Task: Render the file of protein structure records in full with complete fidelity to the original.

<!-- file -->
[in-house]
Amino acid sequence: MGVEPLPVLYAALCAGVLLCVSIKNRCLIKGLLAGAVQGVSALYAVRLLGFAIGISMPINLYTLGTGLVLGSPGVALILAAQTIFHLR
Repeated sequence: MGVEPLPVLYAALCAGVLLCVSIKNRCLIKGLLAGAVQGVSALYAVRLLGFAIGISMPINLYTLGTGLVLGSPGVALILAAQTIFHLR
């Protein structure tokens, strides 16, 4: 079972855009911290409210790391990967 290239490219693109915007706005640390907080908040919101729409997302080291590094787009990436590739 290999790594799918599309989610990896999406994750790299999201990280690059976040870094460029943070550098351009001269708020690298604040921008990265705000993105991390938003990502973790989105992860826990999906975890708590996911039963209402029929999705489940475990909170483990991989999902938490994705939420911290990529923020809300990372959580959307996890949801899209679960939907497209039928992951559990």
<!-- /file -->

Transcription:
[in-house]
Amino acid sequence: MGVEPLPVLYAALCAGVLLCVSIKNRCLIKGLLAGAVQGVSALYAVRLLGFAIGISMPINLYTLGTGLVLGSPGVALILAAQTIFHLR
Repeated sequence: MGVEPLPVLYAALCAGVLLCVSIKNRCLIKGLLAGAVQGVSALYAVRLLGFAIGISMPINLYTLGTGLVLGSPGVALILAAQTIFHLR
């Protein structure tokens, strides 16, 4: 079972855009911290409210790391990967 290239490219693109915007706005640390907080908040919101729409997302080291590094787009990436590739 290999790594799918599309989610990896999406994750790299999201990280690059976040870094460029943070550098351009001269708020690298604040921008990265705000993105991390938003990502973790989105992860826990999906975890708590996911039963209402029929999705489940475990909170483990991989999902938490994705939420911290990529923020809300990372959580959307996890949801899209679960939907497209039928992951559990």